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 any way to make more use of space?/improve drawing distance? 
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Joined: Wed Jun 02, 2010 3:14 am
Posts: 52
Location: United States
hi i was wondering if there were more ways to improve the use of textures & texture sizes, for example loading textures from fat?

the vram is 512mb correct?
i have been going by this chart for my games because of the limitation
Code:
ds model exporter  16-bit nintendo ds converts
32 x 32 becomes 2kb         256 textures
64 x 64 becomes 8kb         64 textures
128x64 becomes 16kb      i could use for titles
128 x 128 becomes 32kb      16 textures (with consoledemoinit only 12)
256 x 256 becomes 128kb      4 textures
512 x 512 becomes 512kb      1 texture


also i was wondering about improving drawing distance, like for instance.
look at DS craft by this person the drawing distance seems alot better, & the skymap.
ImageImage

then heres my sandbox engine DS-DSi
the drawing distance stoppes then you juse see black above that lol.
ImageImage

i had a talk with this person & he said something about useing straight resisters, im still kinda confused tho
for sandbox engine i previously always used nitro engine, until i learn hot to use libnds alone 100

edit: heres a link to the tread where i post my games btw
mod: link removed, sorry, we don't link there
& heres a link to the main site.
https://sites.google.com/site/t3gameszero/


Sun Sep 11, 2011 7:55 pm
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Joined: Sun Mar 08, 2009 7:24 pm
Posts: 103
VRAM is 512KB for the main banks, and an additional 144KB for the secondary banks. Using 15-bit textures for everything can lead to little availability of the main VRAM. If you are able to consolidate your textures to be palette-based, you can increase the number of textures and/or increase the size of them, as the palettes get stored in the secondary banks. If you were to have textures that were paletted, you could use up to 96KB of secondary VRAM space for them. At 8-bit (256 colors) per palette, that would be up to 192 unique palettes. You can further reduce the VRAM requirement for textures that can be converted to 4-bit (16 colors) or even 2-bit (4 colors) if you really need to.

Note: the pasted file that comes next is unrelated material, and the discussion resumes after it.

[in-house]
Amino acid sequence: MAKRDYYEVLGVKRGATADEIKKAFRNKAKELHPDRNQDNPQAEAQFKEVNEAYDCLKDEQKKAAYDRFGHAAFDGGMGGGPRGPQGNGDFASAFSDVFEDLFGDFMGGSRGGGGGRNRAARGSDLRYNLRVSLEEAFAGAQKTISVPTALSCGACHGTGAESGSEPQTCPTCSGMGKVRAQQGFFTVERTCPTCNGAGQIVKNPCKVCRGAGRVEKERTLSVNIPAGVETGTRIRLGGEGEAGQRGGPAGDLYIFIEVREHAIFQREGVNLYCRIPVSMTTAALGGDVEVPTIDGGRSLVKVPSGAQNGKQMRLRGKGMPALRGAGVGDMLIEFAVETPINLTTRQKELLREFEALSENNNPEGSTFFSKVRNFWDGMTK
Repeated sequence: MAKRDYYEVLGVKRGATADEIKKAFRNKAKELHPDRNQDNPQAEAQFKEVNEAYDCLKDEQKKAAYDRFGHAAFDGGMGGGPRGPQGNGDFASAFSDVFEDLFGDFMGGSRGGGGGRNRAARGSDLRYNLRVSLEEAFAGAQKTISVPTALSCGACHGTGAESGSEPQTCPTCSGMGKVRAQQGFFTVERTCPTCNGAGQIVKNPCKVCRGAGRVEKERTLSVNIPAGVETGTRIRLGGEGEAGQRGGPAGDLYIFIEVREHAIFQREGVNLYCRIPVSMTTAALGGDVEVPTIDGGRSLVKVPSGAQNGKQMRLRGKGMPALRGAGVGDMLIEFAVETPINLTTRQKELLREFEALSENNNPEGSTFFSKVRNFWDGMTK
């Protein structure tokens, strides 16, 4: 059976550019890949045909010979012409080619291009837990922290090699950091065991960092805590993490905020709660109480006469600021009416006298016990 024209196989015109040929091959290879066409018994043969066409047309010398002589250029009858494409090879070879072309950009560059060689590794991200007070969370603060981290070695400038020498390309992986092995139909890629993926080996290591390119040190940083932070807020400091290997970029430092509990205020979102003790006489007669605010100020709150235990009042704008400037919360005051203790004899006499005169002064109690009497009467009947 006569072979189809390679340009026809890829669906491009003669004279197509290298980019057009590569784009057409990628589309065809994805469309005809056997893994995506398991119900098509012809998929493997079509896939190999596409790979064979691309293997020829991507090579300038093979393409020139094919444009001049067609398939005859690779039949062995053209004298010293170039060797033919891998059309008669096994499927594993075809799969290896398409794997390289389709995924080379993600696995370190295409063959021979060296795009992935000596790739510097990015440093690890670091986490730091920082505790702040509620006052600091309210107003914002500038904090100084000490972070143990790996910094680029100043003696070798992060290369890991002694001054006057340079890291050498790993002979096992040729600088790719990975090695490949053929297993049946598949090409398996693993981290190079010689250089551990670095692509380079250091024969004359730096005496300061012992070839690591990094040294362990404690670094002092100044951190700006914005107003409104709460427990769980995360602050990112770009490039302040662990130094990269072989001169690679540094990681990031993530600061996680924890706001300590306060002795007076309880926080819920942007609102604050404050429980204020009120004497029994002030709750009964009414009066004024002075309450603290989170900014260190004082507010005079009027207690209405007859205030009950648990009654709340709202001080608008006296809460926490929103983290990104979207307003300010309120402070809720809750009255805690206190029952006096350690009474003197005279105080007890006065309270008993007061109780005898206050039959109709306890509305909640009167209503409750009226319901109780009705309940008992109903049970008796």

I'm not sure what straight resisters are, but what values are you using for your near/far clipping plane? I assume you are using glPerspectivef32 (or an equivalent) to set up your projection matrix. Also understand that having a far drawing distance can lead to the polygon limit being reached much easier. When you get to that point, you'll have to decide how to proceed, whether to include fog, or even using the capture unit for rendering one part in one frame, and adding that to the next part(s) in following frames.


Sun Sep 11, 2011 9:59 pm
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Joined: Wed Jun 02, 2010 3:14 am
Posts: 52
Location: United States
heres the quote of what he said.
Quote:
Hey
My game uses "straight devkitpro", no library other than libnds, libfat etc. Actually, I don't really use libnds's features all that much, for most of my stuff I work with registers directly; I also have my own framework to handle textures and other things.
To achieve the view distance in DScraft I use two main things :
- first and most important is obviously the frustum culling. Basically I have an algorithm designed to find out which polygons are in viewing frustum and which are not; this allows me to only draw what's necessary and therefore maximize my use of the GPU. Doing this can be quite a pain, there are lots of different ways to do it, it all depends on what kind of limitations your map format is going to have, but a nice thing about the DS's GPU is that it has something called "box tests" which very quickly check whether a given box is within the viewing frustum or not. You can find more info about it here : http://nocash.emubase.de/gbatek.htm#ds3dtests